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I'm running into an issue where the same javascript on another page works fine but for some reason on this particular page it is throwing an error with the exact same code.

I have a function that gets updated and passed an object of properties to update.

function animateTo(a,t){
    var speed,easing,del,cb;
    speed = a.speed ? a.speed : 600;
    del = a.del ? a.del : 0;
    setTimeout(function() {
    t.stop(true).animate( { left:a.x, top:a.y, opacity:a.opacity }, { duration: speed, easing: easeOutExpo });
    }, del);

}

In IE its saying that a.speed is null. The object that is been passed sometimes has a speed property and sometimes not. So my guess is when its not present its being recognized in IE as null. Is their a way around this. without having to add the speed property to the object everytime.

I thought by saying speed = a.speed ? a.speed : 600; it would set it to 600 if the a.speed was not present.

UPDATE:

I think it may have something to do with the setTimout. The only difference between the two pages are the function being called 3 times at the same time. On the page that it works the calling of the animateTo function is spaced out. It seems when I call it one after another I get the speed is null or not an object only in IE.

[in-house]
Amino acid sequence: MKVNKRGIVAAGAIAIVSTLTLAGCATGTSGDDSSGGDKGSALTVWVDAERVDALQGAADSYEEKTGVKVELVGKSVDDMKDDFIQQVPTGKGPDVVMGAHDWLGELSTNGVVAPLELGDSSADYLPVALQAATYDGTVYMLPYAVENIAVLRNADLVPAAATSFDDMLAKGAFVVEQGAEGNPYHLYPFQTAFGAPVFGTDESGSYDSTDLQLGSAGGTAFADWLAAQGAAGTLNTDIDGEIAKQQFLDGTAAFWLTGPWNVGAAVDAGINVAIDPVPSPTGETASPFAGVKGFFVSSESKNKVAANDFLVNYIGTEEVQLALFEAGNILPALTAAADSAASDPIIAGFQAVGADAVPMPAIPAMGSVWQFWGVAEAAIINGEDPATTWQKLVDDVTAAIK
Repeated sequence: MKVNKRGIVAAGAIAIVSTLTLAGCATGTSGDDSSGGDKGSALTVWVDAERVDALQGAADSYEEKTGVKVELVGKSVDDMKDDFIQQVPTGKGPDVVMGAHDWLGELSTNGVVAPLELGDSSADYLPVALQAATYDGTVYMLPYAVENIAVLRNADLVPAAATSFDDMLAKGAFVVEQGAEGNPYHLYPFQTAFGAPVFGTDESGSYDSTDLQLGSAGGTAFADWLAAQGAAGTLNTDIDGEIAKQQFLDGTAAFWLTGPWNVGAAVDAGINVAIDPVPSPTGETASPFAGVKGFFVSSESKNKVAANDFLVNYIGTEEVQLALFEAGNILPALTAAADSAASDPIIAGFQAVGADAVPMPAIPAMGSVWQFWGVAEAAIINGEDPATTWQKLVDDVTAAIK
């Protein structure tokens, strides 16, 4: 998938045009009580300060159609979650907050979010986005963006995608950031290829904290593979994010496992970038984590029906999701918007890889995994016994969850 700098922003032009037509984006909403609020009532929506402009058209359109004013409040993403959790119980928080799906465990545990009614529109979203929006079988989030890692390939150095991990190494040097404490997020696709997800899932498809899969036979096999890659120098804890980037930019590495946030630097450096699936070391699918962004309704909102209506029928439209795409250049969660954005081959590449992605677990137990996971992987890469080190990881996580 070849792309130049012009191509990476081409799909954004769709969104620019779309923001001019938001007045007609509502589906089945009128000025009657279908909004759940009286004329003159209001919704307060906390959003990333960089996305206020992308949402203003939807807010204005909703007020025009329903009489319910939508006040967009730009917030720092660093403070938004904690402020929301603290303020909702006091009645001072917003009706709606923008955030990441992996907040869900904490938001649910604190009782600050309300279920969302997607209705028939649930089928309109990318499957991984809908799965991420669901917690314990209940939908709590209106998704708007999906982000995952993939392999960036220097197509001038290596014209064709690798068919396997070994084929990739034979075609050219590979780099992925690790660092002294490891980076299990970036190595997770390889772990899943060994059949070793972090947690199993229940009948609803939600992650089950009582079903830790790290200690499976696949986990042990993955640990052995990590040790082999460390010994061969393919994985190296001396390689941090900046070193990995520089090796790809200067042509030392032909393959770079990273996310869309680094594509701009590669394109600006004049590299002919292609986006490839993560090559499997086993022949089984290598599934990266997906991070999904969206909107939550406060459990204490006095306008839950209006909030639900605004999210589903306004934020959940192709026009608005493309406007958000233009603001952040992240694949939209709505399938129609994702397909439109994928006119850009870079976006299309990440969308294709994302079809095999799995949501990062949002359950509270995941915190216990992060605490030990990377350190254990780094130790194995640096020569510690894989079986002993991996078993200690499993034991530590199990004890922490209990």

Also when I moved the variables inside the setTimout I didn't get that error. But I have to leave the del variable outside the setTimout function and when I do I get an error del is null or not and object in IE.

It would seem on the first call the setTimout works and is able to read a.speed but the second call a.speed is null because the first setTimeout is still trying to find the local variable that's not around. At least that's my theory. Anyone got any ideas around this.

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2 Answers

You have the right idea but I think your ternery operator is the problem. A set of parenethesis should fix it.

Your ternery is being evaluated as

(speed = a.speed) ? a.speed : 600;

instead of

speed = (a.speed ? a.speed : 600);
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I have never heard of having to do what you are saying before. So I tried it and it made no difference. –  Chapsterj Nov 7 '12 at 20:20
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Try to use logical OR instead:

speed = a.speed || 600;

from here:

var whatIWant = null || new ShinyObject(); // is a new shiny object
var whatIWant = undefined || "well defined"; // is "well defined"
var whatIWant = 0 || 42; // is 42
var whatIWant = "" || "a million bucks"; // is "a million bucks"
var whatIWant = "false" || "no way"; // is "false"
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